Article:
I hope you will be fair. I hope you will look at her situation with clear eyes and kind hearts. I hope you will carefully consider what excommunication means in the course of her eternal growth, and I hope you will make a decision that will truly be an act of love.

I hope that as you sit in judgement over her, you will not be inclined to easily dismiss her case. I hope that you will not allow your trust and loyalty to the good bishops of the church to lull you into complacency. They are, by and large, good men, and all good men make mistakes or judge poorly sometimes.

I hope you will not allow surprise or disagreement with her methods to interfere with your assessment of her testimony. I hope you will be understanding. I hope you will make a ruling that is appropriate both to her individually, as well as to the hundreds (possibly thousands) of women who relate and identify with her.

I hope that the delicate balance between the individual decision and the inevitable precedent you will set with your decision does not hold too strong a sway over you.

I hope you will remember that excommunication is a big deal; that it is not something to ever, ever be handed down lightly. I hope you will understand the value of a proportional response, and that you will weigh the annulment of her covenants and sealings against her actions, words, and intents. I hope you will be able to see the desires of her heart, and the way she has carefully navigated the fine line between dissent and apostasy. It’s a hard line for all of us who ask questions, and she has done it with a grace and loyalty to the gospel of Jesus Christ that is admirable.

I hope that you interact with her personally as you come to a decision about her fate. I hope you will respond with both charity and humility. I hope you will be earnest in your attempts to understand and pass righteous judgement. I hope as you consider this case, you will remember that Christ often defended the woman who was shunned by her community. He didn’t berate or belittle her; he inspired her to be more than she was. I have a powerful faith that you gentlemen are capable of similar acts of clemency.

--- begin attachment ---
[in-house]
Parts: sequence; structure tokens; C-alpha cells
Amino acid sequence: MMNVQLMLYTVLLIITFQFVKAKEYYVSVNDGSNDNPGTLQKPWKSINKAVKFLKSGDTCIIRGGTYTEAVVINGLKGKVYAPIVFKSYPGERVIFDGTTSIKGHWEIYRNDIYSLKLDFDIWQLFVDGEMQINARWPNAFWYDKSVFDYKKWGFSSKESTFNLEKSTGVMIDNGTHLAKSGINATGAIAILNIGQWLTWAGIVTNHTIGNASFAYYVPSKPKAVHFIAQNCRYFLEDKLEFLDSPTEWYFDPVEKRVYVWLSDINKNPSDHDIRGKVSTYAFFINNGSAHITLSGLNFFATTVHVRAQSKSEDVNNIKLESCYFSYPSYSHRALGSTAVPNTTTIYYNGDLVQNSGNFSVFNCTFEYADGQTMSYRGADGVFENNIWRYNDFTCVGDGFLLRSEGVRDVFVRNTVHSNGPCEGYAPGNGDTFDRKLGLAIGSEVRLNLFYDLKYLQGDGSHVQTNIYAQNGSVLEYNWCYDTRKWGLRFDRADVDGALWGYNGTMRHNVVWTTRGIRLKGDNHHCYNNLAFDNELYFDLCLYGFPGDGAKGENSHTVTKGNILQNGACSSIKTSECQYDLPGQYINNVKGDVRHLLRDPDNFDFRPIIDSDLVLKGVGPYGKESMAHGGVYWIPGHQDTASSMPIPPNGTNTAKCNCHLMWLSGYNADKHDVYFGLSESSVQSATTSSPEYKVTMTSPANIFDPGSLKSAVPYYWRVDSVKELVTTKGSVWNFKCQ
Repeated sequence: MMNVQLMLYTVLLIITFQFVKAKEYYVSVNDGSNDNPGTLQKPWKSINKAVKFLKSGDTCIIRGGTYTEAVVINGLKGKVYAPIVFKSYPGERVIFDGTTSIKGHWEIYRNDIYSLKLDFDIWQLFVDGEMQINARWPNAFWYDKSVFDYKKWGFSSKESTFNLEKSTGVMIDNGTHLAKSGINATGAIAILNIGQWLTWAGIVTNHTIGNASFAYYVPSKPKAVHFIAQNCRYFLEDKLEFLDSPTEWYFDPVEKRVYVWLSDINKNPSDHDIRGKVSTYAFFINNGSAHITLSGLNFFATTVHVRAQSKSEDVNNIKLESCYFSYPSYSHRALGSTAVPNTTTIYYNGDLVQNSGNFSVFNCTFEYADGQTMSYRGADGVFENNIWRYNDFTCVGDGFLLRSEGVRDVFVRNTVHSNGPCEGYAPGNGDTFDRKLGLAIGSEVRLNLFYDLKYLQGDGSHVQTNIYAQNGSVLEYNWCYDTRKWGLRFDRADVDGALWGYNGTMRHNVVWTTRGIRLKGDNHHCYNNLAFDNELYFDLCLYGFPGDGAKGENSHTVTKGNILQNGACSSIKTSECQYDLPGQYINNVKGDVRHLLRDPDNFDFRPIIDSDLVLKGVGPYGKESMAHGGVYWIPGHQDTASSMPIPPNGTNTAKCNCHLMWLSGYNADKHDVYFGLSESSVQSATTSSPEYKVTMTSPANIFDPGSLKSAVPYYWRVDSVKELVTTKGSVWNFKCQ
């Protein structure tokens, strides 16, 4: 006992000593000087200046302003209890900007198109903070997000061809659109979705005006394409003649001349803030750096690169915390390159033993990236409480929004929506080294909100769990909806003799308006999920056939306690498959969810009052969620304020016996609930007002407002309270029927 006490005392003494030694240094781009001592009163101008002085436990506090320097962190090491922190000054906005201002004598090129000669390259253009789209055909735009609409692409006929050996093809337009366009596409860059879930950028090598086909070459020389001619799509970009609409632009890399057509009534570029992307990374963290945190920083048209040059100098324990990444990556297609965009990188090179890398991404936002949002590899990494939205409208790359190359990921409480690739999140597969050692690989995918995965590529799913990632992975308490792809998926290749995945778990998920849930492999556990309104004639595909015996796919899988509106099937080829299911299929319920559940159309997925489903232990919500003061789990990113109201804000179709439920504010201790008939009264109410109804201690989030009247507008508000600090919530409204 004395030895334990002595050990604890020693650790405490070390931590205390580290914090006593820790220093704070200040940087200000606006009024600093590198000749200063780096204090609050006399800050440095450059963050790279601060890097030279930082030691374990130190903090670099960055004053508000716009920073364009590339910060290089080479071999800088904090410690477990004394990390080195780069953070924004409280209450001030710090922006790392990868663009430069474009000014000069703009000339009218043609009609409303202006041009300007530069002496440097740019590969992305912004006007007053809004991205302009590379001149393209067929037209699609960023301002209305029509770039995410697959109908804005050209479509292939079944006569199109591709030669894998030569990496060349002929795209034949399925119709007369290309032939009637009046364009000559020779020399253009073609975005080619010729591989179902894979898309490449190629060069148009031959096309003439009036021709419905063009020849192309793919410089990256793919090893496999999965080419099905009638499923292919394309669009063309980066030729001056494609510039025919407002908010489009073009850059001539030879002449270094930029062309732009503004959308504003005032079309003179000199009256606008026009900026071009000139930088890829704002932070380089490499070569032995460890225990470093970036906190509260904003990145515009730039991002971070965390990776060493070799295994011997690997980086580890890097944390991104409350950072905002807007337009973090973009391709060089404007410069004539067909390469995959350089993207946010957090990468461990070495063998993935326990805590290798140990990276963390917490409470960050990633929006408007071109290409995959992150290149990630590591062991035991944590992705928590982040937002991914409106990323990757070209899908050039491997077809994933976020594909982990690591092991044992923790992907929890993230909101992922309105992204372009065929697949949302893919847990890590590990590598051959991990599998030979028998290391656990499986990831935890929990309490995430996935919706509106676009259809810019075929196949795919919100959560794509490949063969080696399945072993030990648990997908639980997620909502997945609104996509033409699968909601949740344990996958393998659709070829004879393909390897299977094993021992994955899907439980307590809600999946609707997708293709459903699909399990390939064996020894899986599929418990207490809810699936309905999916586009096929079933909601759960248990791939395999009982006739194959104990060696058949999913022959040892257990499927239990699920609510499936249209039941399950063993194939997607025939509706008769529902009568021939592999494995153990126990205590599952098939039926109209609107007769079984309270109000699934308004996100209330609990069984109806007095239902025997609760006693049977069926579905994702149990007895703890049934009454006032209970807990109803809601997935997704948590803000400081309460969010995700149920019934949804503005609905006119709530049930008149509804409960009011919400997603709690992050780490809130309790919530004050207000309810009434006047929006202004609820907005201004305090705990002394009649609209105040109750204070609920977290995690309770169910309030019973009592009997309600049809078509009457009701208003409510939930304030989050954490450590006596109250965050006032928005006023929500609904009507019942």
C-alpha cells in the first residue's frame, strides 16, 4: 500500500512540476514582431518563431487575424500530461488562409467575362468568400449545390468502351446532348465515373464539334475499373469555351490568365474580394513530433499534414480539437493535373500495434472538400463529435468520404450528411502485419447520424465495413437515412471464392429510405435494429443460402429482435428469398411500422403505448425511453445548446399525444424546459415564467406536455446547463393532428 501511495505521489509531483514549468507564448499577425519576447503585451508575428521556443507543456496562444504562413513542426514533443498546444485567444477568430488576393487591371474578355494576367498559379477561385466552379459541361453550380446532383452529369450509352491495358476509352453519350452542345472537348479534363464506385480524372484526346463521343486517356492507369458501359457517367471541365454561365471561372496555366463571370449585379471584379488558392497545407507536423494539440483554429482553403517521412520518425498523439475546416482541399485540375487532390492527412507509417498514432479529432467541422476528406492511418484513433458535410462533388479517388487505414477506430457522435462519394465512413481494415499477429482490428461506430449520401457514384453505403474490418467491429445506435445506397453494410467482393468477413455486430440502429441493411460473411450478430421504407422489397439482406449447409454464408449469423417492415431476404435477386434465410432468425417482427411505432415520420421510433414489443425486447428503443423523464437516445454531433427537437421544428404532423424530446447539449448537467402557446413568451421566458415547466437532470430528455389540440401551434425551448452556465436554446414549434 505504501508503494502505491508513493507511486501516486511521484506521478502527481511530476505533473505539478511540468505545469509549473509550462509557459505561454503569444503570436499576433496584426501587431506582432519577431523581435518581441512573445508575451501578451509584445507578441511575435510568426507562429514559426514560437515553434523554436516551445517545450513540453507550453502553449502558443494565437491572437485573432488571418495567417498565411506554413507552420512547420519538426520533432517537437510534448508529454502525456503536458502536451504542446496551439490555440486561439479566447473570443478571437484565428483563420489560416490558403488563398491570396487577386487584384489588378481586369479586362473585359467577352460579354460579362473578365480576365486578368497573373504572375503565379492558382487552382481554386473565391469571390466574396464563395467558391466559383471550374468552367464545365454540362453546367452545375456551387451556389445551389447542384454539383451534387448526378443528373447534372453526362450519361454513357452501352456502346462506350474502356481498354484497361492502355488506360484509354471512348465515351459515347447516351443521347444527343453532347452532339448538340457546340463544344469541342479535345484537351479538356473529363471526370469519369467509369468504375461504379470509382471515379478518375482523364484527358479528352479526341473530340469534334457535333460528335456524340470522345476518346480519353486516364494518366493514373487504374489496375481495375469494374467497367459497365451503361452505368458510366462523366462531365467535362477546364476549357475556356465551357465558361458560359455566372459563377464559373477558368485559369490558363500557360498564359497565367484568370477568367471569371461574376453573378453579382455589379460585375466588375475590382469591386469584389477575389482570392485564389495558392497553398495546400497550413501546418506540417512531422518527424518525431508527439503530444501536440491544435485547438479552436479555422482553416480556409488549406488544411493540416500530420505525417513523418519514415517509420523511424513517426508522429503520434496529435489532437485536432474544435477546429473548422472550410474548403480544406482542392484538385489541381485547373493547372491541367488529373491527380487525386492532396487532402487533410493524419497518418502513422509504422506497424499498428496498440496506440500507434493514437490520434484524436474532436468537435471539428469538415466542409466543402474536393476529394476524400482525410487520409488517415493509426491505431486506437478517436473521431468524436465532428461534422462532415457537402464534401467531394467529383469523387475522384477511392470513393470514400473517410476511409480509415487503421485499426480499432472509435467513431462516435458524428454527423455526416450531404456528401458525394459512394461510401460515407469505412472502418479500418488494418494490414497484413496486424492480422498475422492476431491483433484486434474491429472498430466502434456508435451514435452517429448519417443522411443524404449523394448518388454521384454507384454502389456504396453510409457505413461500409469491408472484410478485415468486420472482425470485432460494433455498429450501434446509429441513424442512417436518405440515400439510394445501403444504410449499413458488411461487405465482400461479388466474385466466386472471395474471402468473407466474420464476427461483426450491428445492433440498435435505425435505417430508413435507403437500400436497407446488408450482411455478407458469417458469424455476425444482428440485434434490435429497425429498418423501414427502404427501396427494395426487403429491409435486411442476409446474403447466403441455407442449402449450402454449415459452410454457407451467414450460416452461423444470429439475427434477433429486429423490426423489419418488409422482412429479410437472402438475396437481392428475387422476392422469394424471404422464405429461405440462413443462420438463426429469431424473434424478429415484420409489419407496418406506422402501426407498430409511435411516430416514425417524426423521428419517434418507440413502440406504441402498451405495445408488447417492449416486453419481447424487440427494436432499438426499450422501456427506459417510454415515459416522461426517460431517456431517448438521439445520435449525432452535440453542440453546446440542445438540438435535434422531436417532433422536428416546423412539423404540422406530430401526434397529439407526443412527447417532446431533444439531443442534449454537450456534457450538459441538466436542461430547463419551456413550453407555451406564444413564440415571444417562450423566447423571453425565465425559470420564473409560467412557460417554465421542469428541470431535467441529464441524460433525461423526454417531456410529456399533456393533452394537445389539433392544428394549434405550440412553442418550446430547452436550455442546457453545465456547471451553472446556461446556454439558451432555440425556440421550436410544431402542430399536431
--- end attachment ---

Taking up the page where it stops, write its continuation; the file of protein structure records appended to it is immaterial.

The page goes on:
I hope you will remember how many of us look to you in hope, faith and trust that you will be discerning and kind. The three of you have a beautiful history of “going after the one”, and embracing those who are lost or alone. I hope that this instance doesn’t give me reason to doubt your legacy – it’s something I lean on in times of sorrow, when the church seems broken beyond repair.

I hope you will be inspired to talk to us, all of us, about how to communicate with you effectively. Whether she was right or wrong in her actions, she may never had felt the need to take them if there had been a better way. There must be a better way. We love you and trust you; we want your insight, and long for your ear. We need a better line of communication; one that is less susceptible to interference from well-meaning saboteurs and saints alike.

I hope, after all, you will, pray earnestly about women’s places in the church and in eternity. I hope you consider the beautiful vision of a church where men and women are equal in power and influence; it’s not what we are used to, but it is a breathtaking sight. I hope you will ask the Lord for something better; something extraordinary. There is a pain in our family of saints that is caused by The Way Things Are. Maybe He, like us, is just waiting for you to ask. Maybe He has wonderful things in store. I think He does.

I hope you will continue to consider how motherhood and priesthood relate to womanhood and manhood. I am barred from both, and it pains my soul deeply to feel that there is no place for me; that God does find me worthy of his two most important roles. There is more light; there must be more, and I am waiting for you to bring it. I hope it is soon. It’s been too long already.

I hope that the voice of God speaks clearly to you; that you are able to hear what He says, and to share it with the whole earth. I hope you are not hampered by the things of this world as you seek for things of a better. I hope that Joseph Smith’s dream of a beautiful place is realized in a church where there really is room for everyone; where no one feels left out or forgotten.

I hope that you are not daunted by the work there is to do here in our Nauvoo – we are still raising Zion out of a swampy, diseased land, and we need your strength and guidance to do it. There are strong shoulders here – we can do so much more.

We must do more.